Stoneware bowl with underglaze copper-red decoration

From Korea
Koryo dynasty, early 12th century AD

A rare survival

Painting in iron-brown or copper-red under the celadon glaze was a Korean innovation, of which very few examples have survived. Although underglaze red was used in Chinese porcelain in the fourteenth century, and as early as the Tang dynasty (AD 618-906) on Changsha wares, it was never very successful because it was difficult to ensure a good colour: the copper often turned black during firing. Also, it was not generally used as profusely as here, more typically to pick out details in inlaid celadon ware and overall decoration.

This bowl is decorated with stylized flower scrolls. These scrolls are sometimes called Posanghwa or Precious Visage flowers and are a Buddhist motif. This bowl is a tea bowl and would have possibly been used by Buddhist monks during meditation. Buddhism reached Korea through China and many characteristics of Chinese Buddhism were adopted.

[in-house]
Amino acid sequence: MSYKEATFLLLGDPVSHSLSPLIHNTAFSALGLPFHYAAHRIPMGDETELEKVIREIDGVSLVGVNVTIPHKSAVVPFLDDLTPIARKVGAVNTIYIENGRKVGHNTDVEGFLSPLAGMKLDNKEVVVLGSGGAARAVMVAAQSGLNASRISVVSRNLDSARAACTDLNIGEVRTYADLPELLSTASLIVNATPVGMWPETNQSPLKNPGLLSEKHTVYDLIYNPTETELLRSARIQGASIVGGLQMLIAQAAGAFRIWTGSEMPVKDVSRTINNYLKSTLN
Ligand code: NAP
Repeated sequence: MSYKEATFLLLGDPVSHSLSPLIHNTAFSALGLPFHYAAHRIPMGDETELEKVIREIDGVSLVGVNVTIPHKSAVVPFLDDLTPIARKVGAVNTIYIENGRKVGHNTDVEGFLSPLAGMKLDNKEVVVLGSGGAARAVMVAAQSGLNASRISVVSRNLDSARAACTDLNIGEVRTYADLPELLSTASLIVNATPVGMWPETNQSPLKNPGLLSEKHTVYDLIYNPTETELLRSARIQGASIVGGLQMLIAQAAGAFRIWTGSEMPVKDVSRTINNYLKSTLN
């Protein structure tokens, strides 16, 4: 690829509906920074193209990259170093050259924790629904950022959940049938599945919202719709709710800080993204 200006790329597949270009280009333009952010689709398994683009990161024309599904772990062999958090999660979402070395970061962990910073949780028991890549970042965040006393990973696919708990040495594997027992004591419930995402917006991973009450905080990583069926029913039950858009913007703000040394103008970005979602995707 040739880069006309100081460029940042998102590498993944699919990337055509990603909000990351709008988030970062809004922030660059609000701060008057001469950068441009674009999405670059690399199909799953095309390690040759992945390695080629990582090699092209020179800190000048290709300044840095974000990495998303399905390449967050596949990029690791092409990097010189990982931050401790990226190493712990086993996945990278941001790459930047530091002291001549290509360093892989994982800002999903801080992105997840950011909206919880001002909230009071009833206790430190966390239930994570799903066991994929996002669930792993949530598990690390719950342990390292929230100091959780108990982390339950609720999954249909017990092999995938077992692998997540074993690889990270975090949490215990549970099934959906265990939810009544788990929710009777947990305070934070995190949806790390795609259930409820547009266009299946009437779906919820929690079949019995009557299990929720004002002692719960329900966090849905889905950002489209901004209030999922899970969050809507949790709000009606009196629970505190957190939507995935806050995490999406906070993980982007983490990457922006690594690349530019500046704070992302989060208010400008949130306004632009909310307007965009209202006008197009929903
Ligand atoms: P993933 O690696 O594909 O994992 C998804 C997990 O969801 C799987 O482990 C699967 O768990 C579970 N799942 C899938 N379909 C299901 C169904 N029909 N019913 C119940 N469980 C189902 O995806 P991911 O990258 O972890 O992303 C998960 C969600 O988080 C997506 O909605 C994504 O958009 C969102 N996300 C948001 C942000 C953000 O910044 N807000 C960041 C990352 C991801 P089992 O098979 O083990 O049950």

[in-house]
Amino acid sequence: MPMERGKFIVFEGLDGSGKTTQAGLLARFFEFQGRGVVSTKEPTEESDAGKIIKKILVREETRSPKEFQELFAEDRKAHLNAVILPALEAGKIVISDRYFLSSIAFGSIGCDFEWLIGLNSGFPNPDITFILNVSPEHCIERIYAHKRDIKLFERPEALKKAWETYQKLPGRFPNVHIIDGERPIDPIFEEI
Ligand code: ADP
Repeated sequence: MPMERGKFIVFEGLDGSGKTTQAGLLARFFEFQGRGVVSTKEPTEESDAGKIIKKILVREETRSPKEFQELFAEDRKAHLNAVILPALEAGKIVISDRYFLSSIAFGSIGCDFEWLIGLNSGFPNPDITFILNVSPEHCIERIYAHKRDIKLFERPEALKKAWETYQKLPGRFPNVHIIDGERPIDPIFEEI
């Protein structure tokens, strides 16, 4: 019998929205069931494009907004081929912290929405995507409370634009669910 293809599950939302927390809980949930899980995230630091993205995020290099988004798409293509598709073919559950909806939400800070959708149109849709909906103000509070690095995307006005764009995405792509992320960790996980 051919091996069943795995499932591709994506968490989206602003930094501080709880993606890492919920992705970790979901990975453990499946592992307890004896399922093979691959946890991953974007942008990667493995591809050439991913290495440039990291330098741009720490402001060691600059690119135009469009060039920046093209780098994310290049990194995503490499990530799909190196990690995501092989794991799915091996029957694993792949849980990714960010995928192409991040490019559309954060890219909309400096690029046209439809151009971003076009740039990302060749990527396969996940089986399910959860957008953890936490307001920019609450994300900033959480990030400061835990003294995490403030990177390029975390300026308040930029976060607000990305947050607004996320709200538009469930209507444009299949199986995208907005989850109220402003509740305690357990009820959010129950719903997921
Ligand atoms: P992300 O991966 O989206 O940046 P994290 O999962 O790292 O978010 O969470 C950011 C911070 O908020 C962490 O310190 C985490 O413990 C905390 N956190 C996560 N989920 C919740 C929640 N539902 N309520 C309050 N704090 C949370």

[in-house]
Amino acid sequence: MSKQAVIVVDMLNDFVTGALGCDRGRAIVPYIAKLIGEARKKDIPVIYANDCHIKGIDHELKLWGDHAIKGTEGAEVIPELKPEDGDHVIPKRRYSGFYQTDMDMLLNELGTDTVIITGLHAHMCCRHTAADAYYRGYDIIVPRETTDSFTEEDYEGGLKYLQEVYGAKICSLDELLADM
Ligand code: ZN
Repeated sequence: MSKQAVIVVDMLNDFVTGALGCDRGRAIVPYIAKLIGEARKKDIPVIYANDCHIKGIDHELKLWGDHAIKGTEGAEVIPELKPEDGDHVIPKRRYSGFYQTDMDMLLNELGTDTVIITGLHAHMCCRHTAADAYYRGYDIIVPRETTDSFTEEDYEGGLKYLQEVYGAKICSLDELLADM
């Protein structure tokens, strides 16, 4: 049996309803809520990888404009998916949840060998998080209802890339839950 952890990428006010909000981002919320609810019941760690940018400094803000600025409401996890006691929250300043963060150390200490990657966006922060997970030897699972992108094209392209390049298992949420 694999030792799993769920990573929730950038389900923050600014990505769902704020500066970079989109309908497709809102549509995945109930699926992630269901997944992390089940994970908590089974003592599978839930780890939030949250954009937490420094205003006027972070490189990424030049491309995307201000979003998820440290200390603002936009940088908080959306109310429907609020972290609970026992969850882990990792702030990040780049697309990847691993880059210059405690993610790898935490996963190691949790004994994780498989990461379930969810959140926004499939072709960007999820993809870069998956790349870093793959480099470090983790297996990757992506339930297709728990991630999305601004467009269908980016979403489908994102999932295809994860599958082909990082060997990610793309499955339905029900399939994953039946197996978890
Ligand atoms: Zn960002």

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Stoneware bowl with underglaze copper-red decoration

Side view

  • View of interior surface

    View of interior surface

  • View of underside decoration

    View of underside decoration

 

More information

Bibliography

J. Portal, Korea - art and archaeology (London, The British Museum Press, 2000)

J. Portal, 'Korean celadons of the Koryo dynasty' in Pottery in the making (London, The British Museum Press, 1997), pp. 98-103

Dimensions

Diameter: 17.800 cm

Museum number

Asia OA 1938.5-24.763

RRC11326

Eumorfopoulos Collection

Location

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